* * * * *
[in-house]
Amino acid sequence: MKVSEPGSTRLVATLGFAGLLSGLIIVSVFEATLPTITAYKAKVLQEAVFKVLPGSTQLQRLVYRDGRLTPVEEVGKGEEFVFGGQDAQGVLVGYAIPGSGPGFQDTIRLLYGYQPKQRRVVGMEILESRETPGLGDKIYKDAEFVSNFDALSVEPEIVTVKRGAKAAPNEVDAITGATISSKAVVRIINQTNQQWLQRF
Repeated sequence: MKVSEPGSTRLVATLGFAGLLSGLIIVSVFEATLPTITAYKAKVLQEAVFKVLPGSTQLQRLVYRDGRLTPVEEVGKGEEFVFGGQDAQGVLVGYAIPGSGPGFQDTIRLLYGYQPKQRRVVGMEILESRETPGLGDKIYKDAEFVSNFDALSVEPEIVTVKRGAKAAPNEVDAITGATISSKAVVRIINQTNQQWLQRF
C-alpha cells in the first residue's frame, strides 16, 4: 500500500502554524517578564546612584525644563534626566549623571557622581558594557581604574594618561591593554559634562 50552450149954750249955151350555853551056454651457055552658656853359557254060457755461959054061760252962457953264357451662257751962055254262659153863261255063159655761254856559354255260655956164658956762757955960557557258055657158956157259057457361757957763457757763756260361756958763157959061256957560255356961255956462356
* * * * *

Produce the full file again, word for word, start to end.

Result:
[in-house]
Amino acid sequence: MKVSEPGSTRLVATLGFAGLLSGLIIVSVFEATLPTITAYKAKVLQEAVFKVLPGSTQLQRLVYRDGRLTPVEEVGKGEEFVFGGQDAQGVLVGYAIPGSGPGFQDTIRLLYGYQPKQRRVVGMEILESRETPGLGDKIYKDAEFVSNFDALSVEPEIVTVKRGAKAAPNEVDAITGATISSKAVVRIINQTNQQWLQRF
Repeated sequence: MKVSEPGSTRLVATLGFAGLLSGLIIVSVFEATLPTITAYKAKVLQEAVFKVLPGSTQLQRLVYRDGRLTPVEEVGKGEEFVFGGQDAQGVLVGYAIPGSGPGFQDTIRLLYGYQPKQRRVVGMEILESRETPGLGDKIYKDAEFVSNFDALSVEPEIVTVKRGAKAAPNEVDAITGATISSKAVVRIINQTNQQWLQRF
C-alpha cells in the first residue's frame, strides 16, 4: 500500500502554524517578564546612584525644563534626566549623571557622581558594557581604574594618561591593554559634562 50552450149954750249955151350555853551056454651457055552658656853359557254060457755461959054061760252962457953264357451662257751962055254262659153863261255063159655761254856559354255260655956164658956762757955960557557258055657158956157259057457361757957763457757763756260361756958763157959061256957560255356961255956462356